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Make Sure Your Kids Are 'Head Smart'

Posted December 20, 2006

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— Skateboard injuries account for 50,000 emergency department visits a year in the United States. Many of those emergency visits involve head injuries in which children did not wear a helmet.

Robert Piland, 13, and his friends loved to skate and sometimes without a helmet.

"They think it's cool not to wear a helmet, which is real stupid not to wear a helmet," he said.

Robert Piland was not wearing a helmet last January. He was going down a hill while skateboarding with friends on a road in his neighborhood. He cannot remember much of the incident, but his mother, Nancy, does.

"(He was) jumping off the board, lost his balance and hit the back of his head," she said.

Robert Piland was in a coma for several days at the WakeMed Trauma Center. Two cranial surgeries relieved pressure from the swelling in his brain.

Trauma surgeon Dr. Pascal Udekwu also sees injuries from bike falls.

Handlebars can cause intestinal damage and spleen injuries, but, "The injuries that we're most concerned about that have the most dire consequences are the brain injuries," Udekwu said.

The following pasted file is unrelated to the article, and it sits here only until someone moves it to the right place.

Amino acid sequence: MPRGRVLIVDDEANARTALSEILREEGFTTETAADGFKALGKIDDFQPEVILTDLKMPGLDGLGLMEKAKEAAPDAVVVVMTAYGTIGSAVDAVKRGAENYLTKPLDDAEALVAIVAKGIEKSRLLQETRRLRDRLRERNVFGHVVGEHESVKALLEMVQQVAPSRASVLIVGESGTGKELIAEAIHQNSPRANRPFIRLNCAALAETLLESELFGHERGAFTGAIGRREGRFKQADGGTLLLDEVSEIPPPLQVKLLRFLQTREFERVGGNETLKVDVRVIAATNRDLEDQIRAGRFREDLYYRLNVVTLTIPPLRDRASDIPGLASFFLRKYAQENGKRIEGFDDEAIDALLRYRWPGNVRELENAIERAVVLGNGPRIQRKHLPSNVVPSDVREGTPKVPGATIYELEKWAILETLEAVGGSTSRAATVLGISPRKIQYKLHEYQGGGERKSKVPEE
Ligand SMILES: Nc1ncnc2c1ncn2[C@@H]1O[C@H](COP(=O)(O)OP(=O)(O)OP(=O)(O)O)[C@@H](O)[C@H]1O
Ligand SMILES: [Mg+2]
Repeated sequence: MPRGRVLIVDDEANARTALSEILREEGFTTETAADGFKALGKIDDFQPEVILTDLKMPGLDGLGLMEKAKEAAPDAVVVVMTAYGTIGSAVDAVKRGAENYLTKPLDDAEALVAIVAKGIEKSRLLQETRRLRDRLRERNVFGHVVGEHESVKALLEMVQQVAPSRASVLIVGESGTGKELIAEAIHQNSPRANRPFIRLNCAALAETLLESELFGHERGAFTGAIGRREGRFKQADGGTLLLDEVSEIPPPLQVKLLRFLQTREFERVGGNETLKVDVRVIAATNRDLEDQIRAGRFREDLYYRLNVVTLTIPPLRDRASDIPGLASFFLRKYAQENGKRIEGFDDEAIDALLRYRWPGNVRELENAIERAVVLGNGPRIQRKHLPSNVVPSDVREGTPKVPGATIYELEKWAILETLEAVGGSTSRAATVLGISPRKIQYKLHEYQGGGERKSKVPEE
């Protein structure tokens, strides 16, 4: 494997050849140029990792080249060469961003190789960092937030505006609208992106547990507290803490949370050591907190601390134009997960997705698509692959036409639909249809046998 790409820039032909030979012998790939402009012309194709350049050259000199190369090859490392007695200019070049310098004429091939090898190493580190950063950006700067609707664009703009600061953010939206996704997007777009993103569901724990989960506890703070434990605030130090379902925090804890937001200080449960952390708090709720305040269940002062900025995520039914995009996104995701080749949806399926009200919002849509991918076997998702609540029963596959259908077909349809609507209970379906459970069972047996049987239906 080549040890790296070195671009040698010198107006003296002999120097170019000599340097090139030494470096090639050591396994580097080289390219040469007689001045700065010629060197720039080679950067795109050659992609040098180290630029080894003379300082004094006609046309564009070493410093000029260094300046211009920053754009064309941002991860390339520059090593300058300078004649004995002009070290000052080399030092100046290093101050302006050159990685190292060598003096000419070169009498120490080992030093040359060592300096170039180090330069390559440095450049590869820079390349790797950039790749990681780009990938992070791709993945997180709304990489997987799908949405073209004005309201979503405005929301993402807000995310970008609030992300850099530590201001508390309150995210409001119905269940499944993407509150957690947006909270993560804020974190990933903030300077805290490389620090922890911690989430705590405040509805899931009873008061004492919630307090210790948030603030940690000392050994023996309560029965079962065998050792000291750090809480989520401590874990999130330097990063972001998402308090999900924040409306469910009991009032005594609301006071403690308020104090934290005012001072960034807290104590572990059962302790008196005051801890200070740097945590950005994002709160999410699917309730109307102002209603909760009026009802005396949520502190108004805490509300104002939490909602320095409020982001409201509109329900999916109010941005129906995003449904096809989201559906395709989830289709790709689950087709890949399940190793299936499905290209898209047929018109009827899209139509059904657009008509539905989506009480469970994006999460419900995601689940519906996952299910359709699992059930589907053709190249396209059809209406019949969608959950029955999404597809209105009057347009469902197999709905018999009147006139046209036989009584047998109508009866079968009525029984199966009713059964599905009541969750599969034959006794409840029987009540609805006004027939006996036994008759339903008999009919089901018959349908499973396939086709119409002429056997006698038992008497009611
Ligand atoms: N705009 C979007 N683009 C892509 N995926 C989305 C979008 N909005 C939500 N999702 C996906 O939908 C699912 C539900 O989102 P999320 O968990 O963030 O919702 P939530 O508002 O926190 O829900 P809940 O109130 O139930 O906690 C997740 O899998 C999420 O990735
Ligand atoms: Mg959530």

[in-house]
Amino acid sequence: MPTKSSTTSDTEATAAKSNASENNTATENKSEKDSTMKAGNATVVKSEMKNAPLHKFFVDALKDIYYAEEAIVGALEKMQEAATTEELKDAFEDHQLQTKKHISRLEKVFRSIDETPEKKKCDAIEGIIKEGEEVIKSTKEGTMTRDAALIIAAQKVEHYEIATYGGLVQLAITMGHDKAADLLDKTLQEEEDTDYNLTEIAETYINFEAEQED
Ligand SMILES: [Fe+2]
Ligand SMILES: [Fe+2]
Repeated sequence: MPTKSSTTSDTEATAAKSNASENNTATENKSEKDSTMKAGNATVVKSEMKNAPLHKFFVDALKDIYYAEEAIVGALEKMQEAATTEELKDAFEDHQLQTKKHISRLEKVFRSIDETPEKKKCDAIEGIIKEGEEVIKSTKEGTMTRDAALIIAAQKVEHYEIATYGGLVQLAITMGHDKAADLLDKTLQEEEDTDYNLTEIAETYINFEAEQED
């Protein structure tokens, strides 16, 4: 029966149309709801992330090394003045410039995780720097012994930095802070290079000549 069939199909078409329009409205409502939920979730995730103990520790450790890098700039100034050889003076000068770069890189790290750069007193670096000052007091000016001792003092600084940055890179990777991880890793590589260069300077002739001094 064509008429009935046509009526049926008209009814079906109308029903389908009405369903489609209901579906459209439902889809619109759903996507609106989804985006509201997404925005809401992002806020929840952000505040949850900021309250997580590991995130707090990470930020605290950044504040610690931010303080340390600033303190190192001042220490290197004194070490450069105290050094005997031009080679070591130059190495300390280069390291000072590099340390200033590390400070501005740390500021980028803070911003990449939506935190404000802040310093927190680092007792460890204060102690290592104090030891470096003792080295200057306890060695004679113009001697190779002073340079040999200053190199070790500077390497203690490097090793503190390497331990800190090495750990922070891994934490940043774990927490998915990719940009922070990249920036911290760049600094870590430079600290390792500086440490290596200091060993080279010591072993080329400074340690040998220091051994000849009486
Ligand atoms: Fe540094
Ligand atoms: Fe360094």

Most skate and bike parks require helmets and joint pads for skateboarders. Plus, most parks are supervised. Riders and skaters are safe from motor vehicles though it's still not without risk.

Nancy Piland said she doesn't want to take any more risks involving her son.

"He's my youngest of four sons, and they all skateboard or used to skate. None of them skateboard any more," she said.

After six weeks in the hospital, Robert had to learn to walk and talk all over again. He's regained his skills at the piano, but he has some short-term memory loss.

Robert Piland said he will never forget the struggle of recovery or the message he wants others to hear.

"Wear a helmet. That's the only thing you have to do is just wear a helmet, please," he said.

Organizations of trauma surgeons, orthopaedic surgeons and pediatricians say children under age 5 should not ride skateboards. Between ages 5 to 10, they should ride under adult supervision at all times.

Udekwu recommends helmets with a projection guard, a type of stiff visor over the forehead designed to prevent most facial injuries. He also recommends wrist guards along with knee and elbow pads.
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